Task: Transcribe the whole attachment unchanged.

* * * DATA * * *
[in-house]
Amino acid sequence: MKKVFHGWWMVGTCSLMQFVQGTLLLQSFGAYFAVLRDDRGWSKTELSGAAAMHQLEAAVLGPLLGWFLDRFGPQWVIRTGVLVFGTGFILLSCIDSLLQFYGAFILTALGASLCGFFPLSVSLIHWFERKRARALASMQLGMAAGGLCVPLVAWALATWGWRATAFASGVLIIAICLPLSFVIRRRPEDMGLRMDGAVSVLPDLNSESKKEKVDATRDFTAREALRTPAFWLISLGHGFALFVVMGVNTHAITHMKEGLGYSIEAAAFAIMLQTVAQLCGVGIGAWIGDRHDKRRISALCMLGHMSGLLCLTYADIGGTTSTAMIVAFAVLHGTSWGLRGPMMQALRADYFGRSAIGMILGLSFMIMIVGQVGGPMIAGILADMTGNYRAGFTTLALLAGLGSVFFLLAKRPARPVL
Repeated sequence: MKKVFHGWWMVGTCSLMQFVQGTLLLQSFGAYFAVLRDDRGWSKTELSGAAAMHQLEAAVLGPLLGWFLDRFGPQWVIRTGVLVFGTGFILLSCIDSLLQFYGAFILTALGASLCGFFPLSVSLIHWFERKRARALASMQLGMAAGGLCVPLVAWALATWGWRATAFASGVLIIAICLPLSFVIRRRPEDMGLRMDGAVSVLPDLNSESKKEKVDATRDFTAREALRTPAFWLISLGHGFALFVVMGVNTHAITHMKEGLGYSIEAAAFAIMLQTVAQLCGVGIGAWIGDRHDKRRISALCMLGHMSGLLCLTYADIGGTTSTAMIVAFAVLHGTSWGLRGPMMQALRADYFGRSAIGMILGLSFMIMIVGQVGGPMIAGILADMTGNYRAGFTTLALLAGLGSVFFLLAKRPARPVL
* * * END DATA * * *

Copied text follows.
[in-house]
Amino acid sequence: MKKVFHGWWMVGTCSLMQFVQGTLLLQSFGAYFAVLRDDRGWSKTELSGAAAMHQLEAAVLGPLLGWFLDRFGPQWVIRTGVLVFGTGFILLSCIDSLLQFYGAFILTALGASLCGFFPLSVSLIHWFERKRARALASMQLGMAAGGLCVPLVAWALATWGWRATAFASGVLIIAICLPLSFVIRRRPEDMGLRMDGAVSVLPDLNSESKKEKVDATRDFTAREALRTPAFWLISLGHGFALFVVMGVNTHAITHMKEGLGYSIEAAAFAIMLQTVAQLCGVGIGAWIGDRHDKRRISALCMLGHMSGLLCLTYADIGGTTSTAMIVAFAVLHGTSWGLRGPMMQALRADYFGRSAIGMILGLSFMIMIVGQVGGPMIAGILADMTGNYRAGFTTLALLAGLGSVFFLLAKRPARPVL
Repeated sequence: MKKVFHGWWMVGTCSLMQFVQGTLLLQSFGAYFAVLRDDRGWSKTELSGAAAMHQLEAAVLGPLLGWFLDRFGPQWVIRTGVLVFGTGFILLSCIDSLLQFYGAFILTALGASLCGFFPLSVSLIHWFERKRARALASMQLGMAAGGLCVPLVAWALATWGWRATAFASGVLIIAICLPLSFVIRRRPEDMGLRMDGAVSVLPDLNSESKKEKVDATRDFTAREALRTPAFWLISLGHGFALFVVMGVNTHAITHMKEGLGYSIEAAAFAIMLQTVAQLCGVGIGAWIGDRHDKRRISALCMLGHMSGLLCLTYADIGGTTSTAMIVAFAVLHGTSWGLRGPMMQALRADYFGRSAIGMILGLSFMIMIVGQVGGPMIAGILADMTGNYRAGFTTLALLAGLGSVFFLLAKRPARPVL